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This article is the author's final published version in the Journal for Immunotherapy of Cancer, Volume 10, Issue 11, November 2022, Article number e005632.

The published version is available at Copyright © Author(s) (or their employer(s)) 2022.


BACKGROUND: Metformin slows tumor growth and progression in vitro, and in combination with chemoradiotherapy, resulted in high overall survival in patients with head and neck cancer squamous cell carcinoma (HNSCC) in our phase 1 clinical trial (NCT02325401). Metformin is also postulated to activate an antitumor immune response. Here, we investigate immunologic effects of metformin on natural killer (NK) and natural killer T cells, including results from two phase I open-label studies in patients with HNSCC treated with metformin (NCT02325401, NCT02083692).

METHODS: Peripheral blood was collected before and after metformin treatment or from newly diagnosed patients with HNSCC. Peripheral immune cell phenotypes were evaluated using flow cytometry, cytokine expression by ELISA and/or IsoLight, and NK cell-mediated cytotoxicity was determined with a flow-based NK cell cytotoxicity assay (NKCA). Patient tumor immune infiltration before and after metformin treatment was analyzed with immunofluorescence. NK cells were treated with either vehicle or metformin and analyzed by RNA sequencing (RNA-seq). NK cells were then treated with inhibitors of significant pathways determined by RNA-seq and analyzed by NKCA, ELISA, and western blot analyses.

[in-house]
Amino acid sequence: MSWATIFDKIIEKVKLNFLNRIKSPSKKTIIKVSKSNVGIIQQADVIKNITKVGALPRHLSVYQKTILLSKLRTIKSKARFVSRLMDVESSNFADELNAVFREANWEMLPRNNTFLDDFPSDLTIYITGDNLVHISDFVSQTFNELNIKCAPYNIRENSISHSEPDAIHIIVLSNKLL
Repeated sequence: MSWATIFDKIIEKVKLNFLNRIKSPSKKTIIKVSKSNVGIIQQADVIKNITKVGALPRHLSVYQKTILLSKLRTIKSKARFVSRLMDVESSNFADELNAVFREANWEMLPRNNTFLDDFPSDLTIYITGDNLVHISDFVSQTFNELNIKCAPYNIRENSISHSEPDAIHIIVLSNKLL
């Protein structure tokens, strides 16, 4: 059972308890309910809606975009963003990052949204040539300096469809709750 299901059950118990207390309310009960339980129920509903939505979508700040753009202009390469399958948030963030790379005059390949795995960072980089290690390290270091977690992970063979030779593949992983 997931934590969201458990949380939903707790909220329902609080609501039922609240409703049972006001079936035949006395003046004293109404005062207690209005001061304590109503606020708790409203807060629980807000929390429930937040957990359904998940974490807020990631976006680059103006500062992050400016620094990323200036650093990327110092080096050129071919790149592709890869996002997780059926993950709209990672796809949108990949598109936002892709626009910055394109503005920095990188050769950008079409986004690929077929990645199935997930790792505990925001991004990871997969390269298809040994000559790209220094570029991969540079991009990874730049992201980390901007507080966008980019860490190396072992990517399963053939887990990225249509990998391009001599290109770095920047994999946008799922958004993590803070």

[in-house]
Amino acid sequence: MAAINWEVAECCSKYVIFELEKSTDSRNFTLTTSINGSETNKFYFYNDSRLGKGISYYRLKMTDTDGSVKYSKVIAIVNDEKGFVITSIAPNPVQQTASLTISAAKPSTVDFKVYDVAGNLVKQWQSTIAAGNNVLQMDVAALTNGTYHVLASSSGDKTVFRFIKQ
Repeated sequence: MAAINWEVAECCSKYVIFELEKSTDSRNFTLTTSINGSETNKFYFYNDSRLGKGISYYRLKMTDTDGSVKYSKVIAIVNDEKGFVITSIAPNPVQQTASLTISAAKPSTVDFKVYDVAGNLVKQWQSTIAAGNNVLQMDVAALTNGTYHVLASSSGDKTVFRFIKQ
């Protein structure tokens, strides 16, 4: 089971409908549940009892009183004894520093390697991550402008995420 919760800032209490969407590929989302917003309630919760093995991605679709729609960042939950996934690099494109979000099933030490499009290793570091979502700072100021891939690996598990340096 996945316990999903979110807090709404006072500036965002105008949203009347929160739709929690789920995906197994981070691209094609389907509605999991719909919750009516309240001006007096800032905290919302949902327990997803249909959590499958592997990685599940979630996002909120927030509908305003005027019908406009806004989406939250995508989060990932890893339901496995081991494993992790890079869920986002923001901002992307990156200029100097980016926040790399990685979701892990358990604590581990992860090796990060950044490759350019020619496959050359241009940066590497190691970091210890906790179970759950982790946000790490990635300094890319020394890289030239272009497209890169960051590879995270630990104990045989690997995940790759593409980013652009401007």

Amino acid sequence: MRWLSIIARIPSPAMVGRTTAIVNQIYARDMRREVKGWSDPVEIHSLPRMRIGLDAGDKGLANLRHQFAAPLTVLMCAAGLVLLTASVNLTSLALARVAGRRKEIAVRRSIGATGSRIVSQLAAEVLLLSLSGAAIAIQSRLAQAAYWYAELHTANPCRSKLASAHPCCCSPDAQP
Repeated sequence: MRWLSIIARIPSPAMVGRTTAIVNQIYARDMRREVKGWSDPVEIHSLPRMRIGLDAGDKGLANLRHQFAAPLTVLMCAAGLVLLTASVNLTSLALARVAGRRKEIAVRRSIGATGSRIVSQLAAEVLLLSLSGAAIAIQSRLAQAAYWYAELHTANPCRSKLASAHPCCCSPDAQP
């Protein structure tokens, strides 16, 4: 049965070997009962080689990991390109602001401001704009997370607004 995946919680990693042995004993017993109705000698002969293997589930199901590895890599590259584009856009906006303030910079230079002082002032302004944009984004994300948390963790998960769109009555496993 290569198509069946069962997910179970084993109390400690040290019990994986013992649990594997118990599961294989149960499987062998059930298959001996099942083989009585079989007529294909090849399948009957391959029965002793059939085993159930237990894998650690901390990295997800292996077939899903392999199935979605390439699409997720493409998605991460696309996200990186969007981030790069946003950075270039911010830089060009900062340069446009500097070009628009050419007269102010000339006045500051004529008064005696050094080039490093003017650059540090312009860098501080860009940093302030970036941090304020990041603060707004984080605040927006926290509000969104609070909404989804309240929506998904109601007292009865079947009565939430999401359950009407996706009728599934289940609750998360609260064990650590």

RESULTS: Increased peripheral NK cell activated populations were observed in patients treated with metformin. NK cell tumor infiltration was enhanced in patients with HNSCC treated with metformin preoperatively. Metformin increased antitumorigenic cytokines ex vivo, including significant increases in perforin. Metformin increased HNSCC NK cell cytotoxicity and inhibited the CXCL1 pathway while stimulating the STAT1 pathway within HNSCC NK cells. Exogenous CXCL1 prevented metformin-enhanced NK cell-mediated cytotoxicity. Metformin-mediated NK cell cytotoxicity was found to be AMP-activated protein kinase independent, but dependent on both mechanistic target of rapamycin and pSTAT1.

CONCLUSIONS: Our data identifies a new role for metformin-mediated immune antitumorigenic function through NK cell-mediated cytotoxicity and downregulation of CXCL1 in HNSCC. These findings will inform future immunomodulating therapies in HNSCC.

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Creative Commons License
This work is licensed under a Creative Commons Attribution-Noncommercial 4.0 License

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